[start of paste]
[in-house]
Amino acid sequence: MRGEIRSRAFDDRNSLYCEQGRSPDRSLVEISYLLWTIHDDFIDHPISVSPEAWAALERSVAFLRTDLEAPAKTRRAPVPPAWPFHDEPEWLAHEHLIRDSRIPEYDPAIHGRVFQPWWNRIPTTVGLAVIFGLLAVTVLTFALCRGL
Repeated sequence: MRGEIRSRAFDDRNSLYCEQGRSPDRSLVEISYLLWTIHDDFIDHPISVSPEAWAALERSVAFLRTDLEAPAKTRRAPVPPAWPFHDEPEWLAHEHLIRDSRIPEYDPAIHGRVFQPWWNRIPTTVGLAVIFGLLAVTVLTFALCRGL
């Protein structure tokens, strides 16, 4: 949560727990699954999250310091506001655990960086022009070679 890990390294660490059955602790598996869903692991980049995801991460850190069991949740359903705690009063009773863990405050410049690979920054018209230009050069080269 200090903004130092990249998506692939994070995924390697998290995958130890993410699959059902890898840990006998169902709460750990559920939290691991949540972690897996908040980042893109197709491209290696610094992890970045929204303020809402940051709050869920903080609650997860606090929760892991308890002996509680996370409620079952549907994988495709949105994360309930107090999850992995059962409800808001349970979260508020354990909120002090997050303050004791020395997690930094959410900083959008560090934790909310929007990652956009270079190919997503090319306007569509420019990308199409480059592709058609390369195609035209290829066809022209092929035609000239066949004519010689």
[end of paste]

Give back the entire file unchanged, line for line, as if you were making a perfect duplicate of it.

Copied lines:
[in-house]
Amino acid sequence: MRGEIRSRAFDDRNSLYCEQGRSPDRSLVEISYLLWTIHDDFIDHPISVSPEAWAALERSVAFLRTDLEAPAKTRRAPVPPAWPFHDEPEWLAHEHLIRDSRIPEYDPAIHGRVFQPWWNRIPTTVGLAVIFGLLAVTVLTFALCRGL
Repeated sequence: MRGEIRSRAFDDRNSLYCEQGRSPDRSLVEISYLLWTIHDDFIDHPISVSPEAWAALERSVAFLRTDLEAPAKTRRAPVPPAWPFHDEPEWLAHEHLIRDSRIPEYDPAIHGRVFQPWWNRIPTTVGLAVIFGLLAVTVLTFALCRGL
């Protein structure tokens, strides 16, 4: 949560727990699954999250310091506001655990960086022009070679 890990390294660490059955602790598996869903692991980049995801991460850190069991949740359903705690009063009773863990405050410049690979920054018209230009050069080269 200090903004130092990249998506692939994070995924390697998290995958130890993410699959059902890898840990006998169902709460750990559920939290691991949540972690897996908040980042893109197709491209290696610094992890970045929204303020809402940051709050869920903080609650997860606090929760892991308890002996509680996370409620079952549907994988495709949105994360309930107090999850992995059962409800808001349970979260508020354990909120002090997050303050004791020395997690930094959410900083959008560090934790909310929007990652956009270079190919997503090319306007569509420019990308199409480059592709058609390369195609035209290829066809022209092929035609000239066949004519010689």